The porous support carrying the filter in the pores may comprise substantially any film-forming polymer, such as polyamides and cellulose acetate butyrate. Any suitable polymeric material may be employed as the support which is insoluble in the solvents for the filler.

The filler is removed by contacting the substrate with a solvent for the filler. Care must be taken to ensure that the particular solvent chosen is not detrimental to either the substrate or the embossed polymer layer. As examples of suitable filler-solvent combinations mention may be made of polyvinyl alcohol and water or hydrocarbon wax and organic solvent combinations.

The present invention is directed to a method for preparing a surface-type filter which contains substantially uniform size pores, an open area of at least 10% and a uniform distribution of pores. The novel method employed in forming the filters of the present invention enable one to distribute the pores in any pattern desired. This includes disposing the pores so that a "clump" of pores does not occur, as with prior art random methods. It will be understood, however, that the most efficient filter will consist of a close packing of the pores with a maximum of open area up to about 50%.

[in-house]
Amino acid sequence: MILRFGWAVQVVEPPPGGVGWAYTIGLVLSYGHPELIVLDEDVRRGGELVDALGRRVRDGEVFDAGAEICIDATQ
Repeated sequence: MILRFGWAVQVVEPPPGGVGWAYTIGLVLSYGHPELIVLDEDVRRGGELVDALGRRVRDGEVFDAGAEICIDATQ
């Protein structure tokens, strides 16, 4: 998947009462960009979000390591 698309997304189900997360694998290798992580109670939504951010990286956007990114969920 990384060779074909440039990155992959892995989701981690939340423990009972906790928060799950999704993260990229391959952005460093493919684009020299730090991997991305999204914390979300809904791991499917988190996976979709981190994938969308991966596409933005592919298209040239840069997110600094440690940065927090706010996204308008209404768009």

The filter layer of the present invention may be formed from any polymeric material which is initially embossable by an embossing tool. It should be understood that while the polymer employed in forming the filter of the present invention must be initially embossable, i.e., softenable by heat and/or solvent to permit an embossing tool to form the holes therein, the polymer may be subsequently cross-linked or hardened in some manner to provide additional strength and dimensional stability.